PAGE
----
You grew up here, but you went up North to go to college and law school. Having been in Texas since you were ten. You said you moved around the country a little bit but was that a cultural shock, having gone from the culture in the great State of Texas and Tarrant County in the City of Arlington to winter coats and all the things you have to do to prepare yourself for the weather up there?
Seven years was enough of doing that, and I was glad to come back. I was like, “I will go as deep in the heart of Texas as I have to just to get away from that.” I’m not saying that in any way to denigrate the Midwest. It’s a great place. When we first came to the United States, I was a baby. It was Rapid City, South Dakota. That’s where my earliest memories are, believe it or not. Everybody thinks it’s just Mount Rushmore, but for us it was home. That’s where we lived. Those are some interesting first memories to have.
From there, we went to Denver, Colorado. We lived there for a time. We lived in Orlando, Florida, for a year and made our way to Texas. I had been accustomed to the cold, but there’s cold and then there’s Chicago. It’s two different things. I remember my second year of college and it was ‘93 to ‘94. That winter was, to date, the coldest winter in 150 years. No exaggerations.
I remember being outside, and the wind chill was minus 80. It didn’t matter how much Thinsulate you had on. You were going to be numb walking in. It was like losing an oral argument. It was one of those you walk out, and you go, “What in the hell did I get myself into?” I was outside at one point. I was writing something down, and the ink in my pen froze. That’s how cold it was.
I did that for a time. It taught me that I love Chicago. It’s a great city when the weather is nice. People in Chicago know how to party when the weather is good because they are used to being cooped up for nine months. It’s just cold, rain and all this. When it gets nice, they are ready to party down and hit it. Michigan was a wonderful place, but I was in Ann Arbor. It wasn’t exactly the real Michigan. I don’t know that I can say, “I walked away knowing what Michigan is like.” Ann Arbor was lovely and a great place, but after three winters there, I was like, “We are in Texas. We are staying. I’m not going anywhere.”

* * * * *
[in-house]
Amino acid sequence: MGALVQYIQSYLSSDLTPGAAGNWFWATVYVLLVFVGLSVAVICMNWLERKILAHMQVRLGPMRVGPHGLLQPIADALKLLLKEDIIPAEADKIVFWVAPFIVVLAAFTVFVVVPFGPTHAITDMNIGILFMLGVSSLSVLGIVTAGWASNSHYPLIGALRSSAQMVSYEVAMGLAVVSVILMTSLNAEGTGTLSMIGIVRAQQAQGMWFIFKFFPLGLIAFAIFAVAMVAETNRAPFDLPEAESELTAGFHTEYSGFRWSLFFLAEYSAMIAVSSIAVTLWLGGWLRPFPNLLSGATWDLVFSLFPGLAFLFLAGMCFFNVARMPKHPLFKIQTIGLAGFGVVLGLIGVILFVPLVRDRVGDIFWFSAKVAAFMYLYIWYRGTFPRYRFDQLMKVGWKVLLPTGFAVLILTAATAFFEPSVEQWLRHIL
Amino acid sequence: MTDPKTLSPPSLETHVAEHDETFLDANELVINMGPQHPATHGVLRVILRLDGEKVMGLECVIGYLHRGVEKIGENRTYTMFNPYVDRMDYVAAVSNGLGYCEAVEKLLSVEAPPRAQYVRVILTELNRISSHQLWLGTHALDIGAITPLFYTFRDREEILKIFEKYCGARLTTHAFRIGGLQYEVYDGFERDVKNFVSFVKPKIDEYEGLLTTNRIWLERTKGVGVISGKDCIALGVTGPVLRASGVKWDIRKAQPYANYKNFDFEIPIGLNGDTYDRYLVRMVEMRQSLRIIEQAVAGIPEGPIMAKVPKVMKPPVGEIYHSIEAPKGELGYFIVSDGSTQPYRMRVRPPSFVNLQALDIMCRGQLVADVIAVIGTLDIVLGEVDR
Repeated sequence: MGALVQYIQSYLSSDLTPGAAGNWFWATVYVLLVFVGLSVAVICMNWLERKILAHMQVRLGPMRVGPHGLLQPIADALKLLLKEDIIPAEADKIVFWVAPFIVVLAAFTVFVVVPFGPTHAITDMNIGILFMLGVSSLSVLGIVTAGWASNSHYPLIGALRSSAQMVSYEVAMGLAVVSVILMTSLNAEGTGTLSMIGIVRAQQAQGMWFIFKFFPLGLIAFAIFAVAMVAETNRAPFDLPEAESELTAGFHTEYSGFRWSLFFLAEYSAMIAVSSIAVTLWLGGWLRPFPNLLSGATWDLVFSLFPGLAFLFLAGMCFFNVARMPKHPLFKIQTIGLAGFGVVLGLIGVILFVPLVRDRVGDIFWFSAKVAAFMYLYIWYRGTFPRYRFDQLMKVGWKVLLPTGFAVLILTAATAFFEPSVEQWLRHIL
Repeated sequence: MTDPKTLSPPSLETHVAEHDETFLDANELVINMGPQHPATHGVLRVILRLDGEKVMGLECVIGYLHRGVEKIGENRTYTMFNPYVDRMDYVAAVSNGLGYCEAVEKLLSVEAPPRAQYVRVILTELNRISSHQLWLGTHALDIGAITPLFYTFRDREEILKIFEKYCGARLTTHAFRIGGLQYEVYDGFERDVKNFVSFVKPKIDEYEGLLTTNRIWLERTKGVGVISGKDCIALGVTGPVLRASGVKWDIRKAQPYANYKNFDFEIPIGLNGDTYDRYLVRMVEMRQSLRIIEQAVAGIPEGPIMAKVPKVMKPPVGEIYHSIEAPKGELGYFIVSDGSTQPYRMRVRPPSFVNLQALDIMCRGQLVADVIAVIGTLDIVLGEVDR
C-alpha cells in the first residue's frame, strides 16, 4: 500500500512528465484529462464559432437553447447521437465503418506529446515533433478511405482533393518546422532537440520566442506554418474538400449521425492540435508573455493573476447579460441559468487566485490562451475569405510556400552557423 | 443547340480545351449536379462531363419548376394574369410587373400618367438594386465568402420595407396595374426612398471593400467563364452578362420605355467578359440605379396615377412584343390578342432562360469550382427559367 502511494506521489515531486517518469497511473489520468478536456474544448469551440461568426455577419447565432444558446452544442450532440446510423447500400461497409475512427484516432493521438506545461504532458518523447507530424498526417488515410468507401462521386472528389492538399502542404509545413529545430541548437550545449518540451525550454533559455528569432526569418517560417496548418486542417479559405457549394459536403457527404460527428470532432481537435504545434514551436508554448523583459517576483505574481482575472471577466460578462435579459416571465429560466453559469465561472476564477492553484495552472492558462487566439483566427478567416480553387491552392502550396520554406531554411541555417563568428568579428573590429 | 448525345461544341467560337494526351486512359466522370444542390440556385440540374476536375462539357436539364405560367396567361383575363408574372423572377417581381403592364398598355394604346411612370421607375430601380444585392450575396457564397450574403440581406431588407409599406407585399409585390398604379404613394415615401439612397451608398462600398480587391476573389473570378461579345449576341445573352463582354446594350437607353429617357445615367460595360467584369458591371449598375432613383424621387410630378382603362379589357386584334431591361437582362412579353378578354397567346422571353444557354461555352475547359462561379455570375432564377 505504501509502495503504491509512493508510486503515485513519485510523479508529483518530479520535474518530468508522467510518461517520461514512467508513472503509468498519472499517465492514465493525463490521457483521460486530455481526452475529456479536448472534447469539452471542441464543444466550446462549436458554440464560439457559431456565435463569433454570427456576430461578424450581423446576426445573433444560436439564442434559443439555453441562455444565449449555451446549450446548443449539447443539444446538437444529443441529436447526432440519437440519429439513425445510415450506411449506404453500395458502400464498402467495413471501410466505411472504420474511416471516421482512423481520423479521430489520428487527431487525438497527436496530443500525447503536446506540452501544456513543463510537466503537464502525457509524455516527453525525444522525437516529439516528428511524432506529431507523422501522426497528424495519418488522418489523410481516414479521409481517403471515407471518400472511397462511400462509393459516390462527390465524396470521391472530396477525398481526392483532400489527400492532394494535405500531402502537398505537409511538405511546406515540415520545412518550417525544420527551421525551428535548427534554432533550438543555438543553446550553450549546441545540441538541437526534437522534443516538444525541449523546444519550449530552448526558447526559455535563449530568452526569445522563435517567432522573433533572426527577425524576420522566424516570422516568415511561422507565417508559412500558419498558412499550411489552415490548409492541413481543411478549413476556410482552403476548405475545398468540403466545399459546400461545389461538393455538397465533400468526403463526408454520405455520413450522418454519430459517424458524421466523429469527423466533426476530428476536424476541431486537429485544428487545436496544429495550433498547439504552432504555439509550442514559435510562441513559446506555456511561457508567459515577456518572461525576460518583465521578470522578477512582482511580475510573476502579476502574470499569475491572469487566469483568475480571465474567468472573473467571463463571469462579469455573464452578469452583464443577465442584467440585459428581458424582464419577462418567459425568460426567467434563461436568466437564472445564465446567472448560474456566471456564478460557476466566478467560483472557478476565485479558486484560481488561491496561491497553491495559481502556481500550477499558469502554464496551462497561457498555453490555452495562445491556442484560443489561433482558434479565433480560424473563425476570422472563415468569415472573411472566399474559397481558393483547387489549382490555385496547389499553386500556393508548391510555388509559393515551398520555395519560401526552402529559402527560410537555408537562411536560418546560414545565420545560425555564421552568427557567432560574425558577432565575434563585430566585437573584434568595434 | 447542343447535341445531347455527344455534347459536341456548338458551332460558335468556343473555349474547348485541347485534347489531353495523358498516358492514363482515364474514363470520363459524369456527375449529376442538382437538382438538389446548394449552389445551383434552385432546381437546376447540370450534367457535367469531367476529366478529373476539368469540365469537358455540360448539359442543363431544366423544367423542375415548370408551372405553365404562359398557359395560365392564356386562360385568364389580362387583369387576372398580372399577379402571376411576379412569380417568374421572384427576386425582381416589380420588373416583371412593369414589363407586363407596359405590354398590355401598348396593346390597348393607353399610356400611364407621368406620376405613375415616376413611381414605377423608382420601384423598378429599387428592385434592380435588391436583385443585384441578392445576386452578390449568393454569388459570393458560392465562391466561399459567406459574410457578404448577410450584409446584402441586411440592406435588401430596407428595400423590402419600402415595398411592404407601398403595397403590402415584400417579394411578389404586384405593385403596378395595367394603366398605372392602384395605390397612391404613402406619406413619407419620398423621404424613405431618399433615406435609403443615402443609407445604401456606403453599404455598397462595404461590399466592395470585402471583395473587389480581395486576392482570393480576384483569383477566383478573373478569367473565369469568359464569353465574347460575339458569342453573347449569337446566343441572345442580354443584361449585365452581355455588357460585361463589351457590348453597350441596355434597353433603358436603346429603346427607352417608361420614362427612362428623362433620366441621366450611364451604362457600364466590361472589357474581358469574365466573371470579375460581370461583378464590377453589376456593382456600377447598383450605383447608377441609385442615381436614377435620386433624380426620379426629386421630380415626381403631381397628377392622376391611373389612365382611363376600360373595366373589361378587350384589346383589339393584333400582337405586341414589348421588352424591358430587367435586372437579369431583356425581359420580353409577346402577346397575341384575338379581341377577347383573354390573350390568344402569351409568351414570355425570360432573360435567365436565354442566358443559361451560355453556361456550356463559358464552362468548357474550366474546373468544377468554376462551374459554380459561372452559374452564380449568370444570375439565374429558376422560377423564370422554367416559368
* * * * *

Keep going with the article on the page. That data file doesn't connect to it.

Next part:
I have to defend Michigan a little bit. I have a family connection there, but there are a few places that are better to be than Ann Arbor in the summer, especially compared to Texas.
Yet like an idiot, I left during the summers and came back here or went to clerk somewhere. I never quite got to enjoy the Ann Arbor summers. I may have to change that.
You did come back to Texas, and you mentioned your job with Judge Buchmeyer, who, for those of us that have been practicing law since the last century and maybe a little longer, is certainly a familiar name to us. Most notably for a lot of folks for his Humor Column in the Texas Bar Journal, it ran for many years. It is now being continued by his daughter. It’s a staple. Tell us about how you got going with Judge Buchmeyer and what your experience was like in your clerkship?
This was a non-traditional story. This wasn’t the typical, “Here’s my resume. Hire me to be your law clerk.” I often say, and he would’ve admitted to it if he was here to testify on the record. He hired me despite my academic record, not because of it. The way it happened was my first year of law school. A lot of folks who go to school in Texas may not realize how this is.